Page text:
Geoffrey has always been the son who interested me most, perhaps because he was the most enigmatic and the one most neglected by historians. Unfortunately for him, there were no Breton chroniclers writing during the years that he governed the duchy, and he was mentioned by English chroniclers only in passing, and always in connection with his rebellions against his father. Modern historians have tended to rely on Roger de Hoveden’s colorful quotation—that Geoffrey was a “son of perdition”—and on Giraldus Cambrensus’s condemnation of him as an eloquent dissembler, making no attempt to delve into the reasons for his rebellions. I have even seen his motives dismissed as mere “mindless malice,” and I always knew there was more to his story than that! He had to wait more than eight hundred years, but in 2000 a historian finally examined Geoffrey’s career in the context of his role as Duke of Brittany, giving us a much more nuanced and logical explanation for his actions.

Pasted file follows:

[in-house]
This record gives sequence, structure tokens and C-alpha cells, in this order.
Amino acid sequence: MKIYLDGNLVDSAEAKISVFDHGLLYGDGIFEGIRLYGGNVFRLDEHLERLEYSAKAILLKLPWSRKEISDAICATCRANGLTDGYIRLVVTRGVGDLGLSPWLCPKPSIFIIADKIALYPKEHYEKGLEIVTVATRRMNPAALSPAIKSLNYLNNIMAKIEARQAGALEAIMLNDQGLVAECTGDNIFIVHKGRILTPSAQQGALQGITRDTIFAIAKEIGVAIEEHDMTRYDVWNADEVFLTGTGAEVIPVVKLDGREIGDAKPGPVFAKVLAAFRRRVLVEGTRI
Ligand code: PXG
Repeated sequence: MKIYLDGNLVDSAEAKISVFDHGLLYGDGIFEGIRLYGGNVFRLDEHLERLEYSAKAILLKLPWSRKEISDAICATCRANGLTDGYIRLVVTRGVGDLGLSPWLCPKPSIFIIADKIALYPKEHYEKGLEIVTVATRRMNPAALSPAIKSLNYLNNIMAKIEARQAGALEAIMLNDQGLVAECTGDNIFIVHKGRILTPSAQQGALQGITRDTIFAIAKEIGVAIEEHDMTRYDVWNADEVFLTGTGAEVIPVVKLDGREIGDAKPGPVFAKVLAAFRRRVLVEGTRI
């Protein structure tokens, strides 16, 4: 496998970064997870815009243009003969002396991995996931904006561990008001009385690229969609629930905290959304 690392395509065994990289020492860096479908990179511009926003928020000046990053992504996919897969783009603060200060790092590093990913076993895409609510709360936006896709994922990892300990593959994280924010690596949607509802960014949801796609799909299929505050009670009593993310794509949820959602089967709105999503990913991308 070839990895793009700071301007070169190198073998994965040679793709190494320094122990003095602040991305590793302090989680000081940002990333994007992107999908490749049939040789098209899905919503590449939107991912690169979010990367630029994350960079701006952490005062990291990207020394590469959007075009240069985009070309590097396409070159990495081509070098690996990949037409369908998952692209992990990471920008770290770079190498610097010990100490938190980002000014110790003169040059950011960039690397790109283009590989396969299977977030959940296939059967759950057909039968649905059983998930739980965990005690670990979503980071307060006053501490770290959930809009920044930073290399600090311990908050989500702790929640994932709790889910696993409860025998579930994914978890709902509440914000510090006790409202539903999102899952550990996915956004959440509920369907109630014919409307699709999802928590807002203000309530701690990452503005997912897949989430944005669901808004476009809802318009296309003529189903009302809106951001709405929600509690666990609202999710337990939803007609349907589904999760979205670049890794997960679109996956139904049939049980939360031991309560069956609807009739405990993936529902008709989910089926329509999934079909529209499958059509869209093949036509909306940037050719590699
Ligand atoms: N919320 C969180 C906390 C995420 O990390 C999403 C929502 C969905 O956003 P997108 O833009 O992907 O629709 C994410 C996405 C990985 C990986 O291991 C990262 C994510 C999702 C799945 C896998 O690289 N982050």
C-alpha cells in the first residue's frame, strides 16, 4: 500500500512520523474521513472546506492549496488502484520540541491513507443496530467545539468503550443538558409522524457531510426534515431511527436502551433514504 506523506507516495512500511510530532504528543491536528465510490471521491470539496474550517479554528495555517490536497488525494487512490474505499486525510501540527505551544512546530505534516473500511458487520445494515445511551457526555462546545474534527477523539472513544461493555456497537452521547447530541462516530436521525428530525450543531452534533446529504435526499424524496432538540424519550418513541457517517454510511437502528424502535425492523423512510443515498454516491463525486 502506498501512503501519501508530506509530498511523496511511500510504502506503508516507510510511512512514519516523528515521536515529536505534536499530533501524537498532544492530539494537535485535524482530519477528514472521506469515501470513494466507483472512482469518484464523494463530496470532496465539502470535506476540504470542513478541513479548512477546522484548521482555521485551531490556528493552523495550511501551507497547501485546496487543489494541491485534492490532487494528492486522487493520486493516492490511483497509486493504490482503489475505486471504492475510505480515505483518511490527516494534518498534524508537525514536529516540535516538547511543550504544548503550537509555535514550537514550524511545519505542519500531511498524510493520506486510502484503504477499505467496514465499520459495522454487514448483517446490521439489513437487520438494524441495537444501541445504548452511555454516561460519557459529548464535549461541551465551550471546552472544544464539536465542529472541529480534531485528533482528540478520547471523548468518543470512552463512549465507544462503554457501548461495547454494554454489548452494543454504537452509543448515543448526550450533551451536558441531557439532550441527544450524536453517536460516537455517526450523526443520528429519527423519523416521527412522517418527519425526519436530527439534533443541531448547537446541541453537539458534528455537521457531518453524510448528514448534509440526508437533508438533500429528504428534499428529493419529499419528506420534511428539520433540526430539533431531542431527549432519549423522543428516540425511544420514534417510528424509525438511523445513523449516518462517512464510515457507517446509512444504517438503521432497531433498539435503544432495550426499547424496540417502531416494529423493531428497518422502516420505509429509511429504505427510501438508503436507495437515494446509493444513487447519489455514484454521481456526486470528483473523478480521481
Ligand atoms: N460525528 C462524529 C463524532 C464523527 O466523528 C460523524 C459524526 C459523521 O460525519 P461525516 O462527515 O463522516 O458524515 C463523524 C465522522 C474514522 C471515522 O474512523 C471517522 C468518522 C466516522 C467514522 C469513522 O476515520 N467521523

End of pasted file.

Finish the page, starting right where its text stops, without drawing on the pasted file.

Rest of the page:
The book is Brittany and the Angevins: Province and Empire, 1158–1203, by Judith A. Everard, and I recommend it highly for anyone interested in medieval Brittany. Dr. Everard demonstrates very convincingly that Geoffrey’s goal was to secure the full possession of his wife’s inheritance, the county of Nantes and the Honour of Richmond. Seen in that light, his actions make sense. And it can be argued that his conspiracy with the French king in the last months of his life may not be admirable, but it is understandable under the circumstances, for he saw the possession of Anjou as essential to protect his duchy against his hostile brother Richard.